This page covers high level time line of identity delegation evolution in chronological order.
Direct Password sharing (2005 and Earlier)
Twitter, SlideShare, and other web applications used credential sharing to access third-party APIs. It was definitely insecure as the applications could have used their credentials in to get personal data which user may not have intended to share.
Google clientLogin & Authstub - 2006
Google introduced 2 protocols to handle delegation.
Google ClientLogin was intended to be used by “installed applications.” Example of installed applications included desktop or mobile installed applications. Google ClientLogin used identity delegation with password sharing.
Google AuthSub was the recommended authentication protocol to access Google APIs via web applications in the post-2006 era. One of the improvement this protocol has was the fact that Users don’t need to provide credentials for a third-party web application—instead, the application provides credentials directly to Google, along with a temporary token with a limited set of privileges.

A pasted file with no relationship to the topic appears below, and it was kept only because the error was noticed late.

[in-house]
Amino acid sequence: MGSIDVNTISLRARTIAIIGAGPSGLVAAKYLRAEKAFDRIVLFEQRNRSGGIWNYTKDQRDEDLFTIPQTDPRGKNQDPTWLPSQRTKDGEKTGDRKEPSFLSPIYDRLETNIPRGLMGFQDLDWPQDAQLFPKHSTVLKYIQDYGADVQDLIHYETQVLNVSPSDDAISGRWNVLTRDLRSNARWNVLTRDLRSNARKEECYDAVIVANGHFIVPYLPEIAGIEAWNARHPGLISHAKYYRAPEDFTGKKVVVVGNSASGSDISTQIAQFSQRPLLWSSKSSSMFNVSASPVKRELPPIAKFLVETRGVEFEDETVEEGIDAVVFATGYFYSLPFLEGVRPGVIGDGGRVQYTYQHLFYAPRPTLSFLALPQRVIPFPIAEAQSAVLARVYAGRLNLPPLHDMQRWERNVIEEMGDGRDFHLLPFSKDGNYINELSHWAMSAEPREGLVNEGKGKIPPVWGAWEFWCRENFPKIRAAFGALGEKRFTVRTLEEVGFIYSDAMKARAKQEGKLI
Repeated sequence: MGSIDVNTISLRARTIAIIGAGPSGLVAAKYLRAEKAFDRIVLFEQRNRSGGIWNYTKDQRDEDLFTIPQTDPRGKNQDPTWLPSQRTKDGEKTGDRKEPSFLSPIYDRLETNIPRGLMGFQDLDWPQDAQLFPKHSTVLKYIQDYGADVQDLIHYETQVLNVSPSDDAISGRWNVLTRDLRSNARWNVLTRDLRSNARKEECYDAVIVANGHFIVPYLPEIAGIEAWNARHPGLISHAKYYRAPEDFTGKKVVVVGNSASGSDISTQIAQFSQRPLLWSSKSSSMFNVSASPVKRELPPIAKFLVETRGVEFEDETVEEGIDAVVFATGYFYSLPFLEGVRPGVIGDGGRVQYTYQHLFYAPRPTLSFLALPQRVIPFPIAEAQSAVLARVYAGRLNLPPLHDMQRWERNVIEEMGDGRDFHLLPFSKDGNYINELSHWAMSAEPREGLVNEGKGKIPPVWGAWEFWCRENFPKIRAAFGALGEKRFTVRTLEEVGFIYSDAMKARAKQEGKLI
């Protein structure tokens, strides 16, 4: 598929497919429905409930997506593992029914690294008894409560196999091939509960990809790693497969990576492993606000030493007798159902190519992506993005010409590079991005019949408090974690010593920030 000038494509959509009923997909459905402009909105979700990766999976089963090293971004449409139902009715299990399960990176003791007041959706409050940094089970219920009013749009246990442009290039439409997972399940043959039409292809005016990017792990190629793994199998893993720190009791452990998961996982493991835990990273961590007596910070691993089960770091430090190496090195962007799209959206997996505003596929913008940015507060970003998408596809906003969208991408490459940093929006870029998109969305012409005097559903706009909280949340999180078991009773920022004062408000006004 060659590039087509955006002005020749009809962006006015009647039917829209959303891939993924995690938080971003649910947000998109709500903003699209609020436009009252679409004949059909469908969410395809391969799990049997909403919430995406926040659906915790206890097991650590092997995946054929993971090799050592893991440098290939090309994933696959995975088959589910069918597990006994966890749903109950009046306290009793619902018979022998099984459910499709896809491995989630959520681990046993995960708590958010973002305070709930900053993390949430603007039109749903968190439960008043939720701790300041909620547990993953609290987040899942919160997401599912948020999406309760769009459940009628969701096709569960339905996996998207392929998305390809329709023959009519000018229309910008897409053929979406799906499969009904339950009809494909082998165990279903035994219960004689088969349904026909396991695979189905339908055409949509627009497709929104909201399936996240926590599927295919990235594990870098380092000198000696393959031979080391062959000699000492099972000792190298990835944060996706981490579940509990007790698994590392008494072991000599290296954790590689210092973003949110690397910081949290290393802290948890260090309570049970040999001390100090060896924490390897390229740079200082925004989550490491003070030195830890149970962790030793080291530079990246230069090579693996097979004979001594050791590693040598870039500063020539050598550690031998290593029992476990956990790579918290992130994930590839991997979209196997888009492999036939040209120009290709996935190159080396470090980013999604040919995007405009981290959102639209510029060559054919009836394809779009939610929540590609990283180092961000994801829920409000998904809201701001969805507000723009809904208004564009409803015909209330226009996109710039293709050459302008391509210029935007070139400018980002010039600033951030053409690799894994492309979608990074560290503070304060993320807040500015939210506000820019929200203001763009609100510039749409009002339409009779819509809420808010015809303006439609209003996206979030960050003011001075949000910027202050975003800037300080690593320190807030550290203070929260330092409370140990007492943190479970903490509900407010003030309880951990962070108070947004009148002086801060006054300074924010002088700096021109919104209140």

The AuthSub API was deprecated in 2012.
Yahoo! Browser-Based Authentication (BBAuth) - 2006
Yahoo! BBAuth was launched in September 2006 as a generic way of granting third-party applications access to Yahoo! data with a limited set of privileges. Yahoo! photos and Yahoo Mail were the first two services to support BBAuth.
oAuth 1.0 / oAuth Wrap - 2010
oAuth1.0 was developed in 2007. OAuth 1.0 was the first step toward identity delegation standardization. The access-delegation model proposed in OAuth 1.0 was very similar to what Google, Yahoo, and Flickr already had.
OAuth 1.0 faced criticism due to its usability and extensibility. For example, it imposed strong cryptographic requirements on clients, it did not support revocation all that well, and its model had important architectural limitations that made it unsuitable for being used outside the web-app-to-web-app-server communications case. Those limitations made it hard for OAuth to be applied in many business scenarios.
For that reason, a group of companies (Google, Yahoo, Microsoft) got together and created an alternative OAuth profile, called OAuth WRAP (Web Resource Authorization Profile), which was aimed at eliminating those shortcomings.
The OAuth working group considered the new profile and decided to build the new version of OAuth (OAuth 2) on top of it. OAuth2 is not compatible with either OAuth 1 or OAuth WRAP, although it contains elements of both.
oAuth2 - 2012
OAuth 2.0 was developed as an authorization framework, rather than a standard protocol
- Allows better support for non-browser based clients
- No longer requires client applications to have cryptography
- oAuth 2.0 tokens are short lived
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